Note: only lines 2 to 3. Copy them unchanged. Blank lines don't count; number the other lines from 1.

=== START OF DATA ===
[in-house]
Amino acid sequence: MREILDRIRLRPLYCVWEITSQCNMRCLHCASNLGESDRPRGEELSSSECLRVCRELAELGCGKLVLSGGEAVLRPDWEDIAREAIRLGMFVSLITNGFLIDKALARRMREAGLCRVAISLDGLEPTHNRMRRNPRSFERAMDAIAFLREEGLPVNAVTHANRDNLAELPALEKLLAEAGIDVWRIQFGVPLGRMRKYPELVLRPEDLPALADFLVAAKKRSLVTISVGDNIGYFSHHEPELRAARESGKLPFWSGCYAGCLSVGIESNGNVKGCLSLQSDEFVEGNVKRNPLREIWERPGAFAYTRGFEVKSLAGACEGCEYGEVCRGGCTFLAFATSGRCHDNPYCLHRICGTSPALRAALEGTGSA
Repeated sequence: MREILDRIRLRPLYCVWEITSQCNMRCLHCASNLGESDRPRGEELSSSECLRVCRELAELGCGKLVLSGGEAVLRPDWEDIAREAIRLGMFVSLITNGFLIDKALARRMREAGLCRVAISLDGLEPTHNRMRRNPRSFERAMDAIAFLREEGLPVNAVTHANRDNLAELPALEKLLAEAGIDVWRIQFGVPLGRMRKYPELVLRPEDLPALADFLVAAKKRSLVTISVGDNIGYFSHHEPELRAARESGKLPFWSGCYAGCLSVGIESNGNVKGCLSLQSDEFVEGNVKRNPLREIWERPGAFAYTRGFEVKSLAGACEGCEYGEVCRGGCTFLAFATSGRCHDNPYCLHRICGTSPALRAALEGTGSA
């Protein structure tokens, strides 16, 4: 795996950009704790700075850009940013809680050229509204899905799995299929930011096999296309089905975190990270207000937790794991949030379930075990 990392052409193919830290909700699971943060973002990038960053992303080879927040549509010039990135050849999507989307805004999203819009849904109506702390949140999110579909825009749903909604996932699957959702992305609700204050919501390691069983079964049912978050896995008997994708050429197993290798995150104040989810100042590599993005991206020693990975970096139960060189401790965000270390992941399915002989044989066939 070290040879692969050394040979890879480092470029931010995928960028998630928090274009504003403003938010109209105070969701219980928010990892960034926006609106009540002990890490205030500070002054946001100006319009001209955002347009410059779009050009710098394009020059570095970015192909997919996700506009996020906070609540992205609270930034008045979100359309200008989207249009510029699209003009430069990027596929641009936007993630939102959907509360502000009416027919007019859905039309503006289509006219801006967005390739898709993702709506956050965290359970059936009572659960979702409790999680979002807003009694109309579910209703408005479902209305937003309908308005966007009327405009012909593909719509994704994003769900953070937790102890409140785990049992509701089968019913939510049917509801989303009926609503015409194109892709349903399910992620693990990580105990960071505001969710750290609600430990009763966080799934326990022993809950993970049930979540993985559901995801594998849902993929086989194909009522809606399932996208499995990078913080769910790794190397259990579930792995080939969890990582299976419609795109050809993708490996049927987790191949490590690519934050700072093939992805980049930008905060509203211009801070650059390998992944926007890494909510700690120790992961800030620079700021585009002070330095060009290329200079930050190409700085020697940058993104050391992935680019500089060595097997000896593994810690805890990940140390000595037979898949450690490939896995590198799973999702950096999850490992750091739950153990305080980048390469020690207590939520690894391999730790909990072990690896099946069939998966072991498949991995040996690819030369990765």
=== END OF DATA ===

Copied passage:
Amino acid sequence: MREILDRIRLRPLYCVWEITSQCNMRCLHCASNLGESDRPRGEELSSSECLRVCRELAELGCGKLVLSGGEAVLRPDWEDIAREAIRLGMFVSLITNGFLIDKALARRMREAGLCRVAISLDGLEPTHNRMRRNPRSFERAMDAIAFLREEGLPVNAVTHANRDNLAELPALEKLLAEAGIDVWRIQFGVPLGRMRKYPELVLRPEDLPALADFLVAAKKRSLVTISVGDNIGYFSHHEPELRAARESGKLPFWSGCYAGCLSVGIESNGNVKGCLSLQSDEFVEGNVKRNPLREIWERPGAFAYTRGFEVKSLAGACEGCEYGEVCRGGCTFLAFATSGRCHDNPYCLHRICGTSPALRAALEGTGSA
Repeated sequence: MREILDRIRLRPLYCVWEITSQCNMRCLHCASNLGESDRPRGEELSSSECLRVCRELAELGCGKLVLSGGEAVLRPDWEDIAREAIRLGMFVSLITNGFLIDKALARRMREAGLCRVAISLDGLEPTHNRMRRNPRSFERAMDAIAFLREEGLPVNAVTHANRDNLAELPALEKLLAEAGIDVWRIQFGVPLGRMRKYPELVLRPEDLPALADFLVAAKKRSLVTISVGDNIGYFSHHEPELRAARESGKLPFWSGCYAGCLSVGIESNGNVKGCLSLQSDEFVEGNVKRNPLREIWERPGAFAYTRGFEVKSLAGACEGCEYGEVCRGGCTFLAFATSGRCHDNPYCLHRICGTSPALRAALEGTGSA